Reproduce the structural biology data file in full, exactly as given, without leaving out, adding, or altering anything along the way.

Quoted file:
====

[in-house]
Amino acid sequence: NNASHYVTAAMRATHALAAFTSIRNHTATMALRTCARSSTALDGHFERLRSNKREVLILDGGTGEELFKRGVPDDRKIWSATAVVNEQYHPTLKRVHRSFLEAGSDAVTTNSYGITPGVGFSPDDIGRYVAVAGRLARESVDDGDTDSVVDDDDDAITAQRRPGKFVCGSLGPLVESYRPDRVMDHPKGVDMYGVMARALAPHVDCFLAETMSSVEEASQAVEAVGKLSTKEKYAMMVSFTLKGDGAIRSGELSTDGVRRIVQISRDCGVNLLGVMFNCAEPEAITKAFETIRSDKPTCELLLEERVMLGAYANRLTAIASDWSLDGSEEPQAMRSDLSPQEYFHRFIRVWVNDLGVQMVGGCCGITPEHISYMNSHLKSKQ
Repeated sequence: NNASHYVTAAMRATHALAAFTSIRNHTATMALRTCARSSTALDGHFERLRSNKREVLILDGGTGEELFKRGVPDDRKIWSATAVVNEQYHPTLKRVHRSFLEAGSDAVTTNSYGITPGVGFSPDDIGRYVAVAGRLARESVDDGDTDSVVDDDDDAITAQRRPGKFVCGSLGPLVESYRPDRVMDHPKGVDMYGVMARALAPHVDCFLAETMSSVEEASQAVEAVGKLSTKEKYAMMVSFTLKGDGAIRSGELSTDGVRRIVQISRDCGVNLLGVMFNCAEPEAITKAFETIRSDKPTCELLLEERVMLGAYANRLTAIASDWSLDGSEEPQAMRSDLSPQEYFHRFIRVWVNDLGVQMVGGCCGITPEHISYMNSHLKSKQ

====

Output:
[in-house]
Amino acid sequence: NNASHYVTAAMRATHALAAFTSIRNHTATMALRTCARSSTALDGHFERLRSNKREVLILDGGTGEELFKRGVPDDRKIWSATAVVNEQYHPTLKRVHRSFLEAGSDAVTTNSYGITPGVGFSPDDIGRYVAVAGRLARESVDDGDTDSVVDDDDDAITAQRRPGKFVCGSLGPLVESYRPDRVMDHPKGVDMYGVMARALAPHVDCFLAETMSSVEEASQAVEAVGKLSTKEKYAMMVSFTLKGDGAIRSGELSTDGVRRIVQISRDCGVNLLGVMFNCAEPEAITKAFETIRSDKPTCELLLEERVMLGAYANRLTAIASDWSLDGSEEPQAMRSDLSPQEYFHRFIRVWVNDLGVQMVGGCCGITPEHISYMNSHLKSKQ
Repeated sequence: NNASHYVTAAMRATHALAAFTSIRNHTATMALRTCARSSTALDGHFERLRSNKREVLILDGGTGEELFKRGVPDDRKIWSATAVVNEQYHPTLKRVHRSFLEAGSDAVTTNSYGITPGVGFSPDDIGRYVAVAGRLARESVDDGDTDSVVDDDDDAITAQRRPGKFVCGSLGPLVESYRPDRVMDHPKGVDMYGVMARALAPHVDCFLAETMSSVEEASQAVEAVGKLSTKEKYAMMVSFTLKGDGAIRSGELSTDGVRRIVQISRDCGVNLLGVMFNCAEPEAITKAFETIRSDKPTCELLLEERVMLGAYANRLTAIASDWSLDGSEEPQAMRSDLSPQEYFHRFIRVWVNDLGVQMVGGCCGITPEHISYMNSHLKSKQ